Can I really say it? Yes. How speaking honestly creates nourishing connections.
The other night I had a conversation where my tender vulnerability bubbled up to the surface. I felt my throat tighten reflexively; it was like a rope around my neck trying keep the words inside. I took a risk, stepped off the cliff, and shared what was in my heart.
It was a potent moment of opening myself to another, without a guarantee of what would happen. Is there ever any guarantee? Not really.
In these instances we often crave what Krista Tippett calls, “generous listening” which she describes as, “…being powered by curiosity…which involves a kind of vulnerability — a willingness to be surprised, to let go of assumptions and take in ambiguity.”
This is essential when we want to encounter one another’s authentic humanness.
In this instance, I experienced the power of sharing something very vulnerable into a deeply receptive space of caring. Someone who loves me was there, patiently available, his heart listening generously. This moment of undefended human relating gave rise to healing, and a part of me was freed from the bondage of what I had been withholding — out of fear.
The conundrum for me is that what we often are most terrified of sharing with another — because we imagine it to be too taboo to mention, or that which we are too ashamed to admit even to ourselves, becomes the bridge to a kind of freedom.
Once we dare to voice that which sticks in our throats like a dry peanut butter sandwich, we often feel relieved because now a part of us has permission to be alive. The part which was shrouded in darkness is welcomed into the light, and it glows with an aura of micro-luminescence.
It’s as though the atomic particles of our being have been lit up like deep sea creatures dancing as they effortlessly put on a magic light show, much like the kind you’d see while diving in the oceanic depths.
Sharing our tender vulnerabilities creates closeness, which may at times bring about fear or feel like the exposure of standing alone in an open field as the cold wind whips through us.
When we allow ourselves to get close to someone, we risk not being heard, or received; we risk being rejected and yet, in my experience, it is well worth the risk, the trembling inside, and the pounding of the heart. The path to intimacy is one that requires courage, the courage to be known.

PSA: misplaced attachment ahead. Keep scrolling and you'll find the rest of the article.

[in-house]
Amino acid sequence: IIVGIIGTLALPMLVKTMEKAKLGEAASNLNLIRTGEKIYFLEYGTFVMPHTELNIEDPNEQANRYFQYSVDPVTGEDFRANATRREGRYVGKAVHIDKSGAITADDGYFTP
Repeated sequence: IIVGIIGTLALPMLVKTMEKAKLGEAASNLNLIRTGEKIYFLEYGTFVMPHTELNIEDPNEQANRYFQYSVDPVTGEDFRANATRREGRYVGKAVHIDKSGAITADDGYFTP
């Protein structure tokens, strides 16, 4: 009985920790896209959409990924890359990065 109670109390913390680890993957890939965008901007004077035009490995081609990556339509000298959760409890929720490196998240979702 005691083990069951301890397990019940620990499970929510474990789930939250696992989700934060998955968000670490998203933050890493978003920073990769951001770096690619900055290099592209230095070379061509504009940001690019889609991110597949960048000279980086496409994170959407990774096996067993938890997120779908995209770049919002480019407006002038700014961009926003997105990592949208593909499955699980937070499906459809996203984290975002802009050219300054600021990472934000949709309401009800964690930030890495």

The courage we access when we birth a vulnerability bubble often inspires courage in others, and it builds a kind of common ground. The feeling may be one of, “We are not so different. I have felt that too and if she can share it, then maybe it’s safe for me to open up as well.”
It is a mystery as to how, when, and with whom we find ourselves doing this dance of intimate vulnerable revealing. I for one feel blessed to have opportunities to speak the unspeakable, to show the unshowable, and to feel the embrace of my own heart wrapping its arms around me from inside and out. This is one of the many gifts of having close relationships.
The willingness to expose our tender human vulnerabilities creates a bridge from heart-to-heart.
While intimacy is delicate terrain, it also fortifies the soul; it is nourishing like a warm bowl of home-cooked soup which then sustains us out in the world.
The times in which we live are asking us all to build bridges to intimacy in our close relationships, so that we can stand as pillars of strength and clarity as the waves of chaos and change move through our country and the world. We need these close connections even more as the outer structures unravel and evolve into something still unknown.
We may foster health by first tending to our own hearts, to our families, and our communities. It is by cultivating understanding that we may become gateways for authentic connection even when our viewpoints differ vastly. In true intimacy, polarization dissolves.
I envision a world where we as humans are woven together through our connections rather than torn apart by our differences, a world where we each strive to see one another’s full humanness as we embrace our vulnerabilities. After all, we are in this together, aren’t we?
In this way the possibility emerges to engage in a harmonious culture of creativity, inclusivity and collaboration, rather than one of competition and discord, a realm rife with struggle, greed and divisiveness.
I stand for unity, truth and love which begins with being willing to embrace our fears, flaws and insecurities as we each take responsibility for creating a healthy, sustainable planet. I stand for the commitment to open to one another, listen generously, and be unflinchingly compassionate and human together.
You are invited to share your experience of vulnerability and how it serves you in your life. What do you stand for? I am a generous listener. Please contact me at firstname.lastname@example.org.
Originally published on Medium: